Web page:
Take a Look at the Files of Julia Kristeva Released by the Bulgarian Dossier Commission
The relations between the State Security and the world-renowned philosopher and writer Julia Kristeva appear to be just like a cat and mouse game in the 1970s, according to documents released yesterday by the Dossier Commission.
On Tuesday, the Commission announced that Kristeva was recruited as an agent of the former State Security. She has worked for foreign intelligence with the nickname "Sabina".
However, the documents published yesterday show that she has not written any records of intel, she contacted the State Security officers but did not follow the instructions for conspiracy, did not appear in many of the meetings and according to one of the agents she attempted to legalize this relationship. In the declassified materials there are no documents written by Julia Krusteva herself.
Kristeva, who since 1965 works and lives in France and is a well-known name in the intellectual circles, has asked the State Security not to push her to write information "because she would not be able to expose the essentials."
The declassified documents show that the State Security has followed her every step since 1963, the files include characteristics written about her, copies of her letters to her relatives in Bulgaria. The assessment is that she has "good opportunities for work in our favour among French cultural figures".
According to one of the reports, Vladimir Kostov had psychologically prepared Julia Krusteva in 1966 for the upcoming recruitment. In 1967, agent Ivanov wrote about her: "It can be certain that Julia has left Bulgaria for good and remains in Paris."
In her dossier there is a document from December 1970 about a recruitment, "The recruitment of Y. Kristeva can be considered as completed successfully, proposed alias Sabina," Lyubomirov writes.
In subsequent reports of his encounters with her, he states that she misses meetings, the explanations are usually that she forgot, she was very busy, or her mother-in-law got sick and she had to take care of her. From the reports on the conversations of Kristeva with Lyubomirov, it is present that that she is talking about her work, vacations with her relatives and is looking for assistance to continue the validity of her sister's passport, who was studying abroad.
Her main task is about finding centers that work against Bulgaria but she says she could not find anything specific, the agent wrote in June 1971.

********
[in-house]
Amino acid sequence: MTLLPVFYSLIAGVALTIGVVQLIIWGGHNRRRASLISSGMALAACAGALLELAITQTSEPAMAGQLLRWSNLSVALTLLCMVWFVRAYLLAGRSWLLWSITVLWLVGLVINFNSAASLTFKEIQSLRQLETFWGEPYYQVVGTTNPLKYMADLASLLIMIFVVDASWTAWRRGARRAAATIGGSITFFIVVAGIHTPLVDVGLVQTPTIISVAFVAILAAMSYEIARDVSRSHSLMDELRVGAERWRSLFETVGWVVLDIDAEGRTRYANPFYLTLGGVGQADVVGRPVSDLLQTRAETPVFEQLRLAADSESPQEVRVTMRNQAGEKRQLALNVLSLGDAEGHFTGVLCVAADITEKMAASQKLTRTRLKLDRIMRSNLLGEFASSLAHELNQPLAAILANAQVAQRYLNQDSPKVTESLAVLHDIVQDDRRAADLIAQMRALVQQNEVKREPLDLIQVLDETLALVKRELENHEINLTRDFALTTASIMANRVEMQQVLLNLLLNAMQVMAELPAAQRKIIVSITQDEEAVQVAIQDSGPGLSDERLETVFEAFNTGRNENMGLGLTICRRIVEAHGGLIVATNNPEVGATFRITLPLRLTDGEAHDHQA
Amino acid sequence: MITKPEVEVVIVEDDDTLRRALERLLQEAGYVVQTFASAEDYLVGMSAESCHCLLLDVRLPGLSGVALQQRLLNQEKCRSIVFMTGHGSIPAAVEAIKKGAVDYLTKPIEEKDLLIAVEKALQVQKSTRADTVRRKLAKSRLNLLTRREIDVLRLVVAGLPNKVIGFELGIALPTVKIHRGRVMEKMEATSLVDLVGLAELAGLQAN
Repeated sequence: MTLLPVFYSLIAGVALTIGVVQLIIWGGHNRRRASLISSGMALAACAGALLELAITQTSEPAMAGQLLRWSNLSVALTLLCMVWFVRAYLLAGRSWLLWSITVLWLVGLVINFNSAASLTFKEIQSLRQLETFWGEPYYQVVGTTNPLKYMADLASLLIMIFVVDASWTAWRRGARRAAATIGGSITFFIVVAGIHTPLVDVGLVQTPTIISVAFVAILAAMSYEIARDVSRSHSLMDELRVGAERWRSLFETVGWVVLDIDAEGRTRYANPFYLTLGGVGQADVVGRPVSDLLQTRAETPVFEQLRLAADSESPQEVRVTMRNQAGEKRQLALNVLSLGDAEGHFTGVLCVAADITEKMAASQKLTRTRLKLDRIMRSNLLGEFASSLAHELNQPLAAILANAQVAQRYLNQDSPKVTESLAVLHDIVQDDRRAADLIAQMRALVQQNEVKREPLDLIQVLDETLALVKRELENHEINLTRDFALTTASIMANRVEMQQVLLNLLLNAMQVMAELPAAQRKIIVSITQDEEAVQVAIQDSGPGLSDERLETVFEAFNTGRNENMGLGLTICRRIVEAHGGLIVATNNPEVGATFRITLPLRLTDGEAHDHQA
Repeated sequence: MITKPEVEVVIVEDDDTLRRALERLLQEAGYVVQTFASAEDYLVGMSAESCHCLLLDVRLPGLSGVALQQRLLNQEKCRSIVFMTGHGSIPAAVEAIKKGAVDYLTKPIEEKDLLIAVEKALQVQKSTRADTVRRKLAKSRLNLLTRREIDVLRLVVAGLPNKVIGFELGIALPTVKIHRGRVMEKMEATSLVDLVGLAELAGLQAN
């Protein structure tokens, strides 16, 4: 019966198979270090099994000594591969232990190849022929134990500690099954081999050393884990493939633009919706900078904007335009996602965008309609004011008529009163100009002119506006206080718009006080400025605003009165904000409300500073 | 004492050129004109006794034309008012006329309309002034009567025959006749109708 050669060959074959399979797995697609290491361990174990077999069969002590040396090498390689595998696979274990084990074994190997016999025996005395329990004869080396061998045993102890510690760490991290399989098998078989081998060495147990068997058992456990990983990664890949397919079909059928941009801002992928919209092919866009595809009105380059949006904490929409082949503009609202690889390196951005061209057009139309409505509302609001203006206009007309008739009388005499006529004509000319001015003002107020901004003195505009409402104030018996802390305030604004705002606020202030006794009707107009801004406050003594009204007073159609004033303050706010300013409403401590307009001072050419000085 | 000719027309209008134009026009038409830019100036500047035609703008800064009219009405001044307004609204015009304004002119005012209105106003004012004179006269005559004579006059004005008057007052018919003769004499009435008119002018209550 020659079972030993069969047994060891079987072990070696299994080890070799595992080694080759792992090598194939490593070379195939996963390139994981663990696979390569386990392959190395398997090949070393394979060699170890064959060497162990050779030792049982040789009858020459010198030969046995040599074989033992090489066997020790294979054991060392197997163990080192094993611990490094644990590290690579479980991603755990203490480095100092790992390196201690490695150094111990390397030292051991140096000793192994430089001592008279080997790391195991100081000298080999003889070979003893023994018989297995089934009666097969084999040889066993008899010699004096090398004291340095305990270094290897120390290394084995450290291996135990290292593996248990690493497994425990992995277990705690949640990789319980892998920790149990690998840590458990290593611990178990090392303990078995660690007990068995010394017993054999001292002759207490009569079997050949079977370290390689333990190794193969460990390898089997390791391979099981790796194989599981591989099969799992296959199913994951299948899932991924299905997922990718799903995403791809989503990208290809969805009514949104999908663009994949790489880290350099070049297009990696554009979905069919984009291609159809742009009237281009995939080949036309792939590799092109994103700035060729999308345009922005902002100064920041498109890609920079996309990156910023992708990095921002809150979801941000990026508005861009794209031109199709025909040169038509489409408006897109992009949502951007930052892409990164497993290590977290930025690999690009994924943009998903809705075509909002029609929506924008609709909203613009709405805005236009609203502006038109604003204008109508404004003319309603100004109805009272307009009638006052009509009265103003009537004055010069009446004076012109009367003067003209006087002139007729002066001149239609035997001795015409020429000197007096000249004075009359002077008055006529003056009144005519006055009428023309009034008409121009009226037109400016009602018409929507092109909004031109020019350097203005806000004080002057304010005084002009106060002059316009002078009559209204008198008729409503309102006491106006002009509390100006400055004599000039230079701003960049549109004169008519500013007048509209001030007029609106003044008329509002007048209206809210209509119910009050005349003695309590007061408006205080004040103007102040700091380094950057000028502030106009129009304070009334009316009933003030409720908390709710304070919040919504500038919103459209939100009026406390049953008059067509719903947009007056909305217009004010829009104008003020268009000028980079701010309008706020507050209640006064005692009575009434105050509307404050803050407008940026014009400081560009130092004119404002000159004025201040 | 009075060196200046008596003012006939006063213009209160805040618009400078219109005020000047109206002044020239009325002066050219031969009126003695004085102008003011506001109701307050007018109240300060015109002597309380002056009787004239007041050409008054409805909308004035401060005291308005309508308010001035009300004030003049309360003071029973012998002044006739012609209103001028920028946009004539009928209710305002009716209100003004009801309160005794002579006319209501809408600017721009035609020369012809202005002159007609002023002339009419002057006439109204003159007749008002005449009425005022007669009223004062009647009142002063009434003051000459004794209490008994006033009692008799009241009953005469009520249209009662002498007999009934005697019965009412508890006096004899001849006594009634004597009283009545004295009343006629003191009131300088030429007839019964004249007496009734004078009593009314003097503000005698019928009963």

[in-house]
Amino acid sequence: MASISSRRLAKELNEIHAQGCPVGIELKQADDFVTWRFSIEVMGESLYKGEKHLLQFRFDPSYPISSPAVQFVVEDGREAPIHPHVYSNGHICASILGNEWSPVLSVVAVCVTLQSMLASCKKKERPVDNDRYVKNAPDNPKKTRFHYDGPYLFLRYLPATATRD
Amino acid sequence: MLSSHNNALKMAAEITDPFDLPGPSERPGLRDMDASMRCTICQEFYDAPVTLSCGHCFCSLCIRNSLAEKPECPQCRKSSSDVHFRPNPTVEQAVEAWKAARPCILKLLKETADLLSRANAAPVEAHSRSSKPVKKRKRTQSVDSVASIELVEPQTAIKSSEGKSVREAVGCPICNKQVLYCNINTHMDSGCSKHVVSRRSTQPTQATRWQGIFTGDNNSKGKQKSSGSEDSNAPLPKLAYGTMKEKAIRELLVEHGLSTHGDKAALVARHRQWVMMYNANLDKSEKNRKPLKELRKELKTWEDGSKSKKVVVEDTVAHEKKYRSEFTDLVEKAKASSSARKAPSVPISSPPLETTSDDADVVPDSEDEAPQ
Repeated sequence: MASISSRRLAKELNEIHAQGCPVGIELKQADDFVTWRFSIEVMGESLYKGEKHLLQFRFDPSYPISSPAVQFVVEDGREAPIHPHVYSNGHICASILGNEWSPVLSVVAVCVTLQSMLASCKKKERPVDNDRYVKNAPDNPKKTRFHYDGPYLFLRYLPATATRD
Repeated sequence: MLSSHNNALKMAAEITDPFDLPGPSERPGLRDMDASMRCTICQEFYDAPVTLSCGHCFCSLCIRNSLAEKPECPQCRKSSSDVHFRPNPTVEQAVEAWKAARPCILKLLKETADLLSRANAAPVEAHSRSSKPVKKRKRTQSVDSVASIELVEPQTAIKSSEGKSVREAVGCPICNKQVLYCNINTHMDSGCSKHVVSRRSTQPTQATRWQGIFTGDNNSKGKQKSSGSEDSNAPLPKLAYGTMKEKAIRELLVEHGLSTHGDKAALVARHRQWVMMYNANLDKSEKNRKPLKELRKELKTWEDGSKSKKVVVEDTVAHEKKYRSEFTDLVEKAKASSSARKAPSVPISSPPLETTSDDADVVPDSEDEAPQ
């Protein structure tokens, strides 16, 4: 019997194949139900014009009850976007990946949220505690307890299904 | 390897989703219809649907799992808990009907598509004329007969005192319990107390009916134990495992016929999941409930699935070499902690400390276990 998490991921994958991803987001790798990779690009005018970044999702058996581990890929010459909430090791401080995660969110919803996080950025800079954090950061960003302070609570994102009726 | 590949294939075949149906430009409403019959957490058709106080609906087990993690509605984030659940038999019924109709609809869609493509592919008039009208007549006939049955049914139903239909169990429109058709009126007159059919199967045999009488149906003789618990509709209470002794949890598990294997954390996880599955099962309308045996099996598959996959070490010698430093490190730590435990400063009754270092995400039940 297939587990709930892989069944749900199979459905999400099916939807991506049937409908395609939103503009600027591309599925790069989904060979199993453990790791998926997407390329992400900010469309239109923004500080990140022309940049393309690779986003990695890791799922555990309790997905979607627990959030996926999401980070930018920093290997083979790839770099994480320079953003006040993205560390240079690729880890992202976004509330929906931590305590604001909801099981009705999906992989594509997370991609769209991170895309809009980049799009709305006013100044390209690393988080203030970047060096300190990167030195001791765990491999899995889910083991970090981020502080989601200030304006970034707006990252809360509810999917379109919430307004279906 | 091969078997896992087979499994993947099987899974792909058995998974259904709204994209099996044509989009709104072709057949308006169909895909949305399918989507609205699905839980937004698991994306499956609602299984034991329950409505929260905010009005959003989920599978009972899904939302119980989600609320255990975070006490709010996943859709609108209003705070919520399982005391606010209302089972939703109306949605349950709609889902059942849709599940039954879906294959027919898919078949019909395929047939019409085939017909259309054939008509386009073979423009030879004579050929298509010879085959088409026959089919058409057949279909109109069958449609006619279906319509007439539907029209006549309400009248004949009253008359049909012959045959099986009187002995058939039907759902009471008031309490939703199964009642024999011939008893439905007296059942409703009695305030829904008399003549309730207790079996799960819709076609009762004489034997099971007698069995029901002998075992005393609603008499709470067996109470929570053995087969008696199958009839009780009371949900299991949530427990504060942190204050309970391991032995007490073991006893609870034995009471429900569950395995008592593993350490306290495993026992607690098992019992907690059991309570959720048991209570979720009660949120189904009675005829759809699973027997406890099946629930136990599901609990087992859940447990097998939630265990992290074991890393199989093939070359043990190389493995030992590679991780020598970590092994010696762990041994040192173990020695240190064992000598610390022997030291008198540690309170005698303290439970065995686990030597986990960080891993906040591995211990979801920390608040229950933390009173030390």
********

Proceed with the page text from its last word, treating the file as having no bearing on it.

"On May 4, 1973, when considering the work of the resident agent in the presence of Lyubomirov, it was decided to end the operational contact with Sabina because she did not want to work, did not come regularly to the meetings, deviated from her tasks and had an open pursuit to legalize their relationship", is noted in a document in the dossier.
Through all that the time, the State Security is interested in the positions of Kristeva and her husband Philippe Sollers. According to intelligence, the two had some sympathy for China - "something that is now trendy among avant-garde French intellectuals." Later, in 1973, it was claimed that Kristeva and her husband adopted certain Maoist positions.
"From the questions she put to me it became clear that she was susceptible to the anti-Soviet propaganda led here, and despite my justified explanations and arguments, she was not firmly convinced of our just cause," another agent wrote.
Kristeva shared her political analyzes about the positions of the French Communist Party in France in July 1976 in talks with State Security agents, and even predicted Jimmy Carter's chances of winning US presidential elections, which came true several months later.
"I do not think putting pressure on her parents or sister is a good strategy as it may have an adverse effect, Antonov writes.
Again, in April 1976, he wrote: "She obviously wants her parents to come here, but she tries to act in a way that is typical of her - to get something from us without giving anything in return."
Julia Kristeva's case also includes a note from Lukas Draganov, Deputy Chief of Consuls, about a conversation with Kristeva about a letter in which she is complaining that her parents are not allowed to visit her family and see their baby son.
"I told Kristeva that Bulgaria would not kneel before her husband and the threat that he will write an article against our country, and that it was not a worthy behaviour by a Bulgarian woman. I added that we have a chance to retaliate because her sister is pursuing higher education with a scholarship in the USSR In response, Krasteva explained that they had no intention of harming Bulgaria's reputation, and she simply told our employees the dispute with her husband who could not understand how it was possible, after all, in Helsinki, that to two elderly parents are not allowed to go and see their grandchild in an irritated state said he deserved to describe the situation in Le Monde, the note writes.
In the end Draganov proposes, noting that this is also the opinion of the ambassador, to allow the parents of Julia Kristeva to visit her.